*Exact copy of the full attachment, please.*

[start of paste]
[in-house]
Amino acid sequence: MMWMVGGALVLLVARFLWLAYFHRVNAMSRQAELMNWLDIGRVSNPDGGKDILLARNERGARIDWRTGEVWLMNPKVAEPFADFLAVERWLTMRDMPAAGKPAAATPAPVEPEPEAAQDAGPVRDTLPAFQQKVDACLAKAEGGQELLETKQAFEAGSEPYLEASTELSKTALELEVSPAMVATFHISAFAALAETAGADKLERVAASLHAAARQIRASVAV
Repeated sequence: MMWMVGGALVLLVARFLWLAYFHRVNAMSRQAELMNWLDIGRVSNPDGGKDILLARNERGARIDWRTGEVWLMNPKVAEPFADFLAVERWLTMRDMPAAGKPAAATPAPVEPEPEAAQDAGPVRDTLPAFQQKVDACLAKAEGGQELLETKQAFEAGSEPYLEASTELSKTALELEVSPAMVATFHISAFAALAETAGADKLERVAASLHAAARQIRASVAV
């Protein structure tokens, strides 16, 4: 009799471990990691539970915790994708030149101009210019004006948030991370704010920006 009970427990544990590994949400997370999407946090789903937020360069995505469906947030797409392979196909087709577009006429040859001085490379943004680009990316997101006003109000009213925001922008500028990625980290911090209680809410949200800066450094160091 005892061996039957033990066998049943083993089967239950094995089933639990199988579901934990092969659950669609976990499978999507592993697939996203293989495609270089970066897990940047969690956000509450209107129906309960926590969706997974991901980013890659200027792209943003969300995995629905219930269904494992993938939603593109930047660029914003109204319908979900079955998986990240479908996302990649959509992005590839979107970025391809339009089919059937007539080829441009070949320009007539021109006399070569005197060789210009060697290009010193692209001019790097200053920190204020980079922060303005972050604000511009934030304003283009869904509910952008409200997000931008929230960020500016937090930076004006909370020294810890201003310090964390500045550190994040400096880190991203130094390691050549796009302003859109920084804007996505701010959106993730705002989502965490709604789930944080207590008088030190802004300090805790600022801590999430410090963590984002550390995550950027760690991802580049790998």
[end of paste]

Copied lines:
[in-house]
Amino acid sequence: MMWMVGGALVLLVARFLWLAYFHRVNAMSRQAELMNWLDIGRVSNPDGGKDILLARNERGARIDWRTGEVWLMNPKVAEPFADFLAVERWLTMRDMPAAGKPAAATPAPVEPEPEAAQDAGPVRDTLPAFQQKVDACLAKAEGGQELLETKQAFEAGSEPYLEASTELSKTALELEVSPAMVATFHISAFAALAETAGADKLERVAASLHAAARQIRASVAV
Repeated sequence: MMWMVGGALVLLVARFLWLAYFHRVNAMSRQAELMNWLDIGRVSNPDGGKDILLARNERGARIDWRTGEVWLMNPKVAEPFADFLAVERWLTMRDMPAAGKPAAATPAPVEPEPEAAQDAGPVRDTLPAFQQKVDACLAKAEGGQELLETKQAFEAGSEPYLEASTELSKTALELEVSPAMVATFHISAFAALAETAGADKLERVAASLHAAARQIRASVAV
């Protein structure tokens, strides 16, 4: 009799471990990691539970915790994708030149101009210019004006948030991370704010920006 009970427990544990590994949400997370999407946090789903937020360069995505469906947030797409392979196909087709577009006429040859001085490379943004680009990316997101006003109000009213925001922008500028990625980290911090209680809410949200800066450094160091 005892061996039957033990066998049943083993089967239950094995089933639990199988579901934990092969659950669609976990499978999507592993697939996203293989495609270089970066897990940047969690956000509450209107129906309960926590969706997974991901980013890659200027792209943003969300995995629905219930269904494992993938939603593109930047660029914003109204319908979900079955998986990240479908996302990649959509992005590839979107970025391809339009089919059937007539080829441009070949320009007539021109006399070569005197060789210009060697290009010193692209001019790097200053920190204020980079922060303005972050604000511009934030304003283009869904509910952008409200997000931008929230960020500016937090930076004006909370020294810890201003310090964390500045550190994040400096880190991203130094390691050549796009302003859109920084804007996505701010959106993730705002989502965490709604789930944080207590008088030190802004300090805790600022801590999430410090963590984002550390995550950027760690991802580049790998």